(Above: Turning the first sod)
By Louisa L.
A construction site around a disused public swimming pool isn't the usual place for a victory celebration.
Many Sydney-siders have never heard of Bexley, where fifty locals, councillors and workers gathered in late July. It's no hub of sedition, just a quiet, multicultural suburb a little southwest of Botany Bay and the airport.
But it does have a history of struggle. Whether it's on Bediagal or Bidjigal land is uncertain, because the Cooks River, the Botany Swamps and the sandstone ridges of Rockdale meant invaders didn't settle it in any numbers till the 1880s, well after smallpox decimated its people.
(Above: The only known picture of resistance leader Pemulwuy See http://www.sydneybarani.com.au/sites/pemulwuy/)
One thing is certain, Pemulwuy, who led Australia's first battles for independence, ranged through the area. In 1790 he fatally speared Governor Phillip's rapist gamekeeper on the lowlands just two kilometres away, sparking the first British search and destroy mission in Australia, a complete failure. In nearby Undercliff the handprints of the first people cover the walls and roof of a rock shelter.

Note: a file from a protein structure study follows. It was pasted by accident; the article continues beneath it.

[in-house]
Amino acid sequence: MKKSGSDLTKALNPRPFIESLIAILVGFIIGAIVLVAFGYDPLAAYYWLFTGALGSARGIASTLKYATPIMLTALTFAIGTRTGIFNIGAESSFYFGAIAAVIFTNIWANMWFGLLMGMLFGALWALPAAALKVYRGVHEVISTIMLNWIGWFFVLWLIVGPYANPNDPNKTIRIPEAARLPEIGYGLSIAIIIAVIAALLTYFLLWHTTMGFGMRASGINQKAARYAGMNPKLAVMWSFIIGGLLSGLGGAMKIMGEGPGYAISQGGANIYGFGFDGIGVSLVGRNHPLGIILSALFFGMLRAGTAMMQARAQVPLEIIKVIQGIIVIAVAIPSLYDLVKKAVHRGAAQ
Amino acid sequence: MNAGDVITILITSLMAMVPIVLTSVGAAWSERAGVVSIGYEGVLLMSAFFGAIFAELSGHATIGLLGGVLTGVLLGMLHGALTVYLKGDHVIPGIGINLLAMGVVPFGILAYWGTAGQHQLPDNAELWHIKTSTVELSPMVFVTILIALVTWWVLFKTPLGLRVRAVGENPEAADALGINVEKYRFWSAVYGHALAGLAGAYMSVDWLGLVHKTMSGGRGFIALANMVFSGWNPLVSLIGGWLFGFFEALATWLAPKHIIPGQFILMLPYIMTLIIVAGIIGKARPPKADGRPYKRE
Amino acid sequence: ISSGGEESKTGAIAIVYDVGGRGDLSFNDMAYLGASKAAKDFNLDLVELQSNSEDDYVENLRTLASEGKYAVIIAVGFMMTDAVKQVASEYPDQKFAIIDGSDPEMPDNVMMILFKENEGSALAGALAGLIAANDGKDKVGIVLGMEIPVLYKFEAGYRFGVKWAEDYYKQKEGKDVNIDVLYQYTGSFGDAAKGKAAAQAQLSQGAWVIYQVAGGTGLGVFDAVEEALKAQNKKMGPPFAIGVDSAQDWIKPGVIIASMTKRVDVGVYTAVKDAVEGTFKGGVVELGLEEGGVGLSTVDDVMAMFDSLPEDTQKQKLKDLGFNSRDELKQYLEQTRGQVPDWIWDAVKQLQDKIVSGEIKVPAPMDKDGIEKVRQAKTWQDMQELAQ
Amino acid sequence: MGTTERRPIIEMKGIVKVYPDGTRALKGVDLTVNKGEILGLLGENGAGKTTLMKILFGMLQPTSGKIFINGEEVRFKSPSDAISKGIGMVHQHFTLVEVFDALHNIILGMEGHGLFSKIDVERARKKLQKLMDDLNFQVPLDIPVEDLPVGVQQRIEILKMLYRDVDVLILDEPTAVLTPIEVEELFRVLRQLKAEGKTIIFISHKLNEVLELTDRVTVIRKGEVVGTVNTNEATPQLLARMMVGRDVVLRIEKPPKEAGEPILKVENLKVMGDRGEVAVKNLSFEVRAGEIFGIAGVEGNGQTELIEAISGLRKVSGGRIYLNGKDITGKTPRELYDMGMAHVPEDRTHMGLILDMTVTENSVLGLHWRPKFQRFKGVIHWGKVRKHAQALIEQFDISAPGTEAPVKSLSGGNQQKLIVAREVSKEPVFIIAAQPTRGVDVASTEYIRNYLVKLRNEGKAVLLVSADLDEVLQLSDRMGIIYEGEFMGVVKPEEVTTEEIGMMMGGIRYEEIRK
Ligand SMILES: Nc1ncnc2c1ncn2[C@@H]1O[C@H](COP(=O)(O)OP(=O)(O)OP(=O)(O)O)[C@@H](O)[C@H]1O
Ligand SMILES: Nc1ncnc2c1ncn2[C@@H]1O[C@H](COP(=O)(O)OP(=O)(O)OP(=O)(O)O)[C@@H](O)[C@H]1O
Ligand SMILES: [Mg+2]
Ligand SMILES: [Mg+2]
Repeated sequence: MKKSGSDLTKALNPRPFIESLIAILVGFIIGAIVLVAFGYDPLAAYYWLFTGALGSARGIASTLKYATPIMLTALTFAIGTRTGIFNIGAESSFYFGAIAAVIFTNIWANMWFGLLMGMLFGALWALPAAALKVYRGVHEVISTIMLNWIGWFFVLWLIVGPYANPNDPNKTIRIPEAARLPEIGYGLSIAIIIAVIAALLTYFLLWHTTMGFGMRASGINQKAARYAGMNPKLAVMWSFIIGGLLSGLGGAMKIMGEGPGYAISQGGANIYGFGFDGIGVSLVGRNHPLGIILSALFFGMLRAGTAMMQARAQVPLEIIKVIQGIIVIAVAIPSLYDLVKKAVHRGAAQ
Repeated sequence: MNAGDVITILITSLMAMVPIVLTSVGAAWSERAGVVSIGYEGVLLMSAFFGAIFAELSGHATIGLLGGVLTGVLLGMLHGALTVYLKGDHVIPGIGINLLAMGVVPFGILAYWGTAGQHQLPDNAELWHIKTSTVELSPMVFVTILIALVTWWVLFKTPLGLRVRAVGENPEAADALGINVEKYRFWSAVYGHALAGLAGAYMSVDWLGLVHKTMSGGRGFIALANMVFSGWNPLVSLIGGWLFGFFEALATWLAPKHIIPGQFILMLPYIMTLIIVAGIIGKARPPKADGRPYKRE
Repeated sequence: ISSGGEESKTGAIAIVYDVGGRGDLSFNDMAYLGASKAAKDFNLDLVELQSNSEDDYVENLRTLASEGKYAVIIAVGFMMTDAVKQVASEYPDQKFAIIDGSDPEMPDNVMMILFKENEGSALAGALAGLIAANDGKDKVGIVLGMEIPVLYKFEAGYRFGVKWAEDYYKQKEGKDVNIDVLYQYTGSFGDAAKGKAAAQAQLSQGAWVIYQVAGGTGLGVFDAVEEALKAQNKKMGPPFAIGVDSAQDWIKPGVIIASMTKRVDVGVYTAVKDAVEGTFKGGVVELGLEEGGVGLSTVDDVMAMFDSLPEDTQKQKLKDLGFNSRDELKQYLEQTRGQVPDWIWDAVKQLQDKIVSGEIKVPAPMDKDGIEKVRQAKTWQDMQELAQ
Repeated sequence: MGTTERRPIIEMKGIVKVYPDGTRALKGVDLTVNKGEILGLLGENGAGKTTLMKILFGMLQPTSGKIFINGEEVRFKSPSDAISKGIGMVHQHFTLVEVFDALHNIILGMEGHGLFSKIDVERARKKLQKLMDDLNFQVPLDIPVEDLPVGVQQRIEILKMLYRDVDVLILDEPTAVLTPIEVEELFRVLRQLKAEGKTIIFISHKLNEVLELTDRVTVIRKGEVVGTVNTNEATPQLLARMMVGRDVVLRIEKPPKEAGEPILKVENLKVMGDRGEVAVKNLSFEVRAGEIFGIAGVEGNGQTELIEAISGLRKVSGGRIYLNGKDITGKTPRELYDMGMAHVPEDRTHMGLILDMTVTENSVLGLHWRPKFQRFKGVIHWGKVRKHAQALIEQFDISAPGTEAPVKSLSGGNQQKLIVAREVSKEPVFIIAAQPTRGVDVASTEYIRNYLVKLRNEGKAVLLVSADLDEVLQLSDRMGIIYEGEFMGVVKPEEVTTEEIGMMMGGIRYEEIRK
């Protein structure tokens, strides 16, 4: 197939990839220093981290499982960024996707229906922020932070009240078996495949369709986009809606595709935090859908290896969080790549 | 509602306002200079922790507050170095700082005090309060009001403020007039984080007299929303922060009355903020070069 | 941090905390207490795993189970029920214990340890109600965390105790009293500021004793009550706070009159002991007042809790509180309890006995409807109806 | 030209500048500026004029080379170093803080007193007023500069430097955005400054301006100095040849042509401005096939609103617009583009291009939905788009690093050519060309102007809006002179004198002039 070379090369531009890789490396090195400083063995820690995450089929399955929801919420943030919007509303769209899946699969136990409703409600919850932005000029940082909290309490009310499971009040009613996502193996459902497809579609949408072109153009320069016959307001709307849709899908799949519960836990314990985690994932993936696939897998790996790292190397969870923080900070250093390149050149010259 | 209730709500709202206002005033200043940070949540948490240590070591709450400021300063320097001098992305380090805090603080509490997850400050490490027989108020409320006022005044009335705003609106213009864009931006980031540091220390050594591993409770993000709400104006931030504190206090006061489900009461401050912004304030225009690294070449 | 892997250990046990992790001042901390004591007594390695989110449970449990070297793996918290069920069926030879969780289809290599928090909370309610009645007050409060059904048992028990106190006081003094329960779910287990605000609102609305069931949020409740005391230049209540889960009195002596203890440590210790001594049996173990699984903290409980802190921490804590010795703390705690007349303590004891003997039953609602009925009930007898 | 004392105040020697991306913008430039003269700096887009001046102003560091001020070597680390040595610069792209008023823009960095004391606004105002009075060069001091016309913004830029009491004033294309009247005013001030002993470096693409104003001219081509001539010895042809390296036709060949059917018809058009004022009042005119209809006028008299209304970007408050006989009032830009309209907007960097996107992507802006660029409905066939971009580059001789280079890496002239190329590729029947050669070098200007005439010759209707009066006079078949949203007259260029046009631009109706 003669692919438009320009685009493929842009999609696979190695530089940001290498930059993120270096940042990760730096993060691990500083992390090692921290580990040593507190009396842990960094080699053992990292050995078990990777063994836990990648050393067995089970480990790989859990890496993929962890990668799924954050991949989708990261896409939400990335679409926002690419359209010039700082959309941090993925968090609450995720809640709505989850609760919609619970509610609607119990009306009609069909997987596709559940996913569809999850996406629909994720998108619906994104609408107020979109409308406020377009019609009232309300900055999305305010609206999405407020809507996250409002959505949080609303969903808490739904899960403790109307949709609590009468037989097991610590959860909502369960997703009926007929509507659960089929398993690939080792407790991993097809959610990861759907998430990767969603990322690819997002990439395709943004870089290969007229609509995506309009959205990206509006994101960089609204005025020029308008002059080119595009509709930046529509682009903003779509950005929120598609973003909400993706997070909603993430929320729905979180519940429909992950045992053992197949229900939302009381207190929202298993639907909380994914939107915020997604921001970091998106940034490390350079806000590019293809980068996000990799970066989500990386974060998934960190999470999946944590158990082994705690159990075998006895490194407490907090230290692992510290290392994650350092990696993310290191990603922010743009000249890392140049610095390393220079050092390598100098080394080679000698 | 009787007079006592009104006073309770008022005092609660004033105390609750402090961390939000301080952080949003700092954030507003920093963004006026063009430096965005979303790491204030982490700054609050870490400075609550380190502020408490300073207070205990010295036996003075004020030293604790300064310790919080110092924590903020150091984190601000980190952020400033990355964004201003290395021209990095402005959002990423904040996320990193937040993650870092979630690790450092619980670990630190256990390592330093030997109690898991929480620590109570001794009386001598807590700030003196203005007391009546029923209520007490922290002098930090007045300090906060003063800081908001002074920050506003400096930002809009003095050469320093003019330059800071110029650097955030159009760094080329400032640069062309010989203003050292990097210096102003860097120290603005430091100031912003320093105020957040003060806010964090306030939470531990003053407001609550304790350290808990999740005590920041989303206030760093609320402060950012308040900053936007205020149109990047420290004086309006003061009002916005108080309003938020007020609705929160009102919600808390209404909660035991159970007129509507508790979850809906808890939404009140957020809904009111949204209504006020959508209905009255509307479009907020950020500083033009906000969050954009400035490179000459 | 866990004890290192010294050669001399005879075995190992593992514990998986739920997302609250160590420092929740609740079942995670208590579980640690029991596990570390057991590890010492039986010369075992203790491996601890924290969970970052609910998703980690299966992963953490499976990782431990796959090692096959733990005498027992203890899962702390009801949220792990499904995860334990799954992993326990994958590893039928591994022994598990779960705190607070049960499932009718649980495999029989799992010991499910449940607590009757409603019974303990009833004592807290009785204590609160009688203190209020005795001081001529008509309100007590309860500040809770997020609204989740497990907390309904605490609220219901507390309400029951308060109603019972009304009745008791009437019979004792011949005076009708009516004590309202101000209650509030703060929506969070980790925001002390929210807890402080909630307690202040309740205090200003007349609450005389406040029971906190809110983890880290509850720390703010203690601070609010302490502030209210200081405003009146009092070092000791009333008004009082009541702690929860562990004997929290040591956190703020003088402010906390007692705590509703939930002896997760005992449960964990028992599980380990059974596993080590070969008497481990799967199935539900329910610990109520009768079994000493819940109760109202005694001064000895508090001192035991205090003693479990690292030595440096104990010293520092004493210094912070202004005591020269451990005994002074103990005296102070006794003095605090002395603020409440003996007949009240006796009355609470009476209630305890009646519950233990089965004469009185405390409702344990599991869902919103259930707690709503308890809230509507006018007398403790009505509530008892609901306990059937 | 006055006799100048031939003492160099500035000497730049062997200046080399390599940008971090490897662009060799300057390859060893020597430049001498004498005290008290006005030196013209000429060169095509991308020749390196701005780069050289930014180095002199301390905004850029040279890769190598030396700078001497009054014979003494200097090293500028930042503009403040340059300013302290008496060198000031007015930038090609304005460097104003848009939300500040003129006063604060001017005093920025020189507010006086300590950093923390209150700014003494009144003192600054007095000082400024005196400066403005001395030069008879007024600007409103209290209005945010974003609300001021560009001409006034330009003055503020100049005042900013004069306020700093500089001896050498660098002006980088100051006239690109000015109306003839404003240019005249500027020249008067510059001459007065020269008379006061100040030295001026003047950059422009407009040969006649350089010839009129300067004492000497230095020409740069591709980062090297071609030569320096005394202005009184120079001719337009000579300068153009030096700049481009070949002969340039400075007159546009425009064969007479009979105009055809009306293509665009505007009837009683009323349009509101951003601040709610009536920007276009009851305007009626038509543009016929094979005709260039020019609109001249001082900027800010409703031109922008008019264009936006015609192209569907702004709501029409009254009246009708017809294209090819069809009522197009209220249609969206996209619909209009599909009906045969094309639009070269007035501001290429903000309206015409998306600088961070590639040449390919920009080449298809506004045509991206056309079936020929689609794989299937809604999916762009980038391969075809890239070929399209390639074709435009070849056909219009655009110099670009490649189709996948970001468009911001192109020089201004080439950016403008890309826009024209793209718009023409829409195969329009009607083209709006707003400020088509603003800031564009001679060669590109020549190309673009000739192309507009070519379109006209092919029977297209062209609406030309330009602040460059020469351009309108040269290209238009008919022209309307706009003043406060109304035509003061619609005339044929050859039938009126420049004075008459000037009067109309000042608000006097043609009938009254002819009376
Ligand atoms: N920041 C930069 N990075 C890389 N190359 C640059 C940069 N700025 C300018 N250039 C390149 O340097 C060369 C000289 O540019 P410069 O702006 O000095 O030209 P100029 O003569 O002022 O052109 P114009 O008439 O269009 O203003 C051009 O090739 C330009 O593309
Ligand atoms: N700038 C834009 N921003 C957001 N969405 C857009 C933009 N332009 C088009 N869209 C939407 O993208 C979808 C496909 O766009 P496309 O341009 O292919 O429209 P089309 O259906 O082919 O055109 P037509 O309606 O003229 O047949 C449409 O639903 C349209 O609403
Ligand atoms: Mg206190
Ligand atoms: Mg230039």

The seven year saga that began in 2009 in Bexley has neither the enormous import, heroism nor suffering of the struggle led by Pemulwuy, but it brought together an 88 year old woman swimming two kilometres for charity, death threats, a parish priest, loads of locals, a solid group of councillors and finally Water Polo Australia and Swimming NSW in perhaps the world's only struggle symbolised by swimming goggles.
When users of Rockdale Council-owned Bexley Swimming Centre won year round swimming in 2009, they felt empowered, but had no idea what lay ahead.
The 40 year old pool, along with 20 thousand litres of water a day, was leaking money. Under further local pressure, a reference group began to formally discuss proposals for a bigger centre. The first report in February 2011 saw around 30 goggle wearing pool supporters at Council. Soon the addition of an indoor pool was Council's preferred option.
Keeping the pool a high priority in an area plagued by rundown assets wasn't easy, especially when some councillors preferred to spend $6 million on a car park for one restaurant, but after more goggle protests, letters and local media coverage, the pool redevelopment was referred to the state government as part of Rockdale's City Plan.